Ecological Risk Assessment
An organized procedure to evaluate
the likelihood that adverse ecological effects will occur as a result of exposure
to stressors related to human activities, such as the
draining of wetlands or release of chemicals.
A biological community and its environment working together
as a functional system, including transferring and circulating energy and matter.
Ecosystem Charter for the Great Lakes Basin
by the Great Lakes Commission, this is a binational statement
of goals, objectives, principles, and action items for the Great Lakes with a plan for achieving it. This non-binding
agreement supports a philosophy of ecosystem management
that recognizes natural resources as part of a dynamic and complete matrix that
pays no heed to political boundaries or jurisdictions. Related Programs - Great
or community of organisms that is used to assess the health of an ecosystem
as a whole. For example, the Binational Program has selected
the lake trout and Diaporeia (a benthic invertebrate)
to be indicator species for Lake Superior. Related Programs
- Binational Program
and Objectives for Lake Superior
A binational program described in
Volume IV of the Lake Superior Lakewide Management Program. The report lists specific
ecosystem principles and objectives for the Lake Superior Basin, provides a set
of benchmarks, and helps guide decisions pertaining to land and water management
in the Lake Superior ecosystem. Related Programs - Binational Program
Liquid wastes that are discharged into the environment
as a by-product of human-oriented processes, such as waste material, liquid industrial
refuse, or sewage.
placed on quantities, discharge rates, and concentrations of pollutants
that are discharged from point sources into waters
of the United States or the ocean. Related Programs - 40
CFR, Clean Water Act
Species Act ESA
Federal statutes passed
in 1973 that protect endangered and threatened species. The act has 16 sections
(16 U.S.C. 1531-1544).
Species Act Reauthorization ESAR
The name for the federal legislative
process to amend the Endangered Species Act. It is anticipated
that reauthorization will occur in the mid- to late-1990s.
The lead federal agency responsible for implementing
Great Lakes 2000 and the 1994 Canada-Ontario Agreement
respecting the Great Lakes Basin ecosystem. Together, Great Lakes 2000 and the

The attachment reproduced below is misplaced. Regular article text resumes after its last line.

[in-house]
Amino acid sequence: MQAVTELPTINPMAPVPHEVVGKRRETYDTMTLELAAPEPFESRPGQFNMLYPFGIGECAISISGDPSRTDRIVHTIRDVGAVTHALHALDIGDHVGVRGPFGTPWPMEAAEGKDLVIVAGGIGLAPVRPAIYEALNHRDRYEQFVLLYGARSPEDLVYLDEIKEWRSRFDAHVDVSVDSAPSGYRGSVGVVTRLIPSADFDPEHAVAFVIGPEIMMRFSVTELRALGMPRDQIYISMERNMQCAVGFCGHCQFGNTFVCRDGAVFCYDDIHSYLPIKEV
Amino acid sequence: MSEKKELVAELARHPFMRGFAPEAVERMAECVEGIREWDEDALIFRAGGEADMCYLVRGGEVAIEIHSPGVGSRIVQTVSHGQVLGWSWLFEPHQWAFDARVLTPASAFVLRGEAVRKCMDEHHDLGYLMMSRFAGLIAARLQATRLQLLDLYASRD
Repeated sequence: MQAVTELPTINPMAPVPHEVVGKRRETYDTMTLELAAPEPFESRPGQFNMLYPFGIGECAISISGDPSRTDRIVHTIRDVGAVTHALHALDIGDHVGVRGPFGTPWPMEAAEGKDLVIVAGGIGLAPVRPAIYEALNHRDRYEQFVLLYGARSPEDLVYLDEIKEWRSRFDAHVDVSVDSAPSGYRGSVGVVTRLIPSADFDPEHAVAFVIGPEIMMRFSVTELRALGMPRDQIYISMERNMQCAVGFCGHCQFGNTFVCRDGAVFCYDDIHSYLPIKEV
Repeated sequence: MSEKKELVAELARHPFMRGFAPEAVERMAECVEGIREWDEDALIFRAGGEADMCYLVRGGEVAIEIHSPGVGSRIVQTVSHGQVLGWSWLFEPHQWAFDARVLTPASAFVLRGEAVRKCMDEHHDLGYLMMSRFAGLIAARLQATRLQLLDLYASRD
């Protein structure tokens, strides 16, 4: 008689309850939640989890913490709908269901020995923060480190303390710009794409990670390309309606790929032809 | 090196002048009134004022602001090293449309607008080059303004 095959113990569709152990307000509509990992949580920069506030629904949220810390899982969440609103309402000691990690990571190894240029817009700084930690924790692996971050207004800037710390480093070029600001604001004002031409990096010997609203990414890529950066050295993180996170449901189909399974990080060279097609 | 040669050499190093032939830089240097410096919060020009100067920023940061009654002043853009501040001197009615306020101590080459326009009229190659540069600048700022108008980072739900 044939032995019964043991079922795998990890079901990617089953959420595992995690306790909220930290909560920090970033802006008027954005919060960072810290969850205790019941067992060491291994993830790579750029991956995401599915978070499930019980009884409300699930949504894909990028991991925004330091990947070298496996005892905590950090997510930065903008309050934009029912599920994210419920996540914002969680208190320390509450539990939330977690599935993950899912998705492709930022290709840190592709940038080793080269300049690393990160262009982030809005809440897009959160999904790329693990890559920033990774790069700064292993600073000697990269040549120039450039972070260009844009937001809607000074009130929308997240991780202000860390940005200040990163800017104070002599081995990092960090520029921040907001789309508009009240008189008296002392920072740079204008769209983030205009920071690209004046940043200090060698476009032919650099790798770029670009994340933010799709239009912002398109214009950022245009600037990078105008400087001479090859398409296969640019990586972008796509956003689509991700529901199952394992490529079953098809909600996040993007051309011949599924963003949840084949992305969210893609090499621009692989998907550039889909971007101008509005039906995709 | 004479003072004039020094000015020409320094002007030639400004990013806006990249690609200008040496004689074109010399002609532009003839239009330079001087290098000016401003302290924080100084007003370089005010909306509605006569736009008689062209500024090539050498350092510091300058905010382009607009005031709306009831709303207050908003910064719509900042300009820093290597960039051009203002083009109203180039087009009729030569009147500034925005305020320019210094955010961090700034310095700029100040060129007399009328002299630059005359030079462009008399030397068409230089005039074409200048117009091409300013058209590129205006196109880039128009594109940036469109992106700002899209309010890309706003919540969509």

Canada-Ontario Agreement represent the Canadian response to the Great
Lakes Water Quality Agreement.
Environmental Impact Assessment
A decision-making process mandated under the National
Environmental Policy Act which may require a detailed environmental
impact statement analyzing the potential significant environmental impacts
and alternatives to the action before the action is permitted. A public comment
period takes place on each EIA.
Environmental Impact Statement
A statement detailing the environmental impacts of and
the alternatives to an action. See Environmental Impact Assessment.
Environmental Monitoring and Assessment Program EMAP
A federal program initiated by the EPA in 1988
to provide improved information on the current status and long-term trends
in the condition of the nation's ecological resources. Seven resource
categories are defined: near coastal waters, the Great
Lakes, inland surface waters, wetlands, forests,
arid lands, and agroecosystems. Related Programs - Environmental
Environmental Protection Agency EPA
A federal agency whose
primary goal is to prevent or mitigate the adverse impacts of pollution on human
health and the environment.
Environmental Research Laboratory
- Duluth ERL-Duluth
See Mid-Continent Ecology Division.
The wearing away of the land surface by running waters, glaciers, winds,
and waves. Erosion occurs naturally from weather or runoff but can be
intensified by land-clearing practices related to farming, residential
or industrial development, road building, or timber cutting.
Areas of interaction between
rivers and nearshore lake waters, where seiche activity
and river flow create a mixing of lake and river water. These areas may include
bays, mouths of rivers, marshes, and lagoons. These ecosystems
shelter and feed fish, birds, and wildlife. Most importantly, Great
Lakes estuaries provide habitat for wildlife and for young-of-the-year and
species now found in Lake Superior and Lake Huron. This relatively new invader
is a member of the perch family. It is usually less than 6 inches long, has a
perch-like body shape and is very slimy when handled. This fish may be competing
with native perch and other fish for food. There is a great deal of concern over
the potential for this fish to expand its range into other North American waters.
It has also been called the European ruffe and river ruffe. See also aquatic nuisance species.
An exotic aquatic macrophyte
that forms thick underwater stands of tangled stems and vast mats of vegetation
on the surface of inland lakes. In many shallow areas this plant can crowd out
native plants and interfere with water recreation such as boating, fishing and
swimming. The plant can spread from lake to lake by stem fragments that cling
to boats and trailers. Public education campaigns aimed at preventing unintentional
transport of the plant by boaters have successfully slowed its spread in some
states. See also aquatic nuisance species.
A term used to classify those lakes of high primary
productivity as indicated by high algal concentrations or high nutrient
levels. See also eutrophication.
The process of physical, biological, and chemical changes that occurs
in a lake when enriched by nutrients, organic matter,
and/or silt and sediments. The process can occur naturally,
but if accelerated by human activities such as agriculture, urbanization, and
industrial discharge, it is called cultural eutrophication.
See non-indigenous species.
Contact with a chemical or physical
Estimates the amount
of a substance something is exposed to.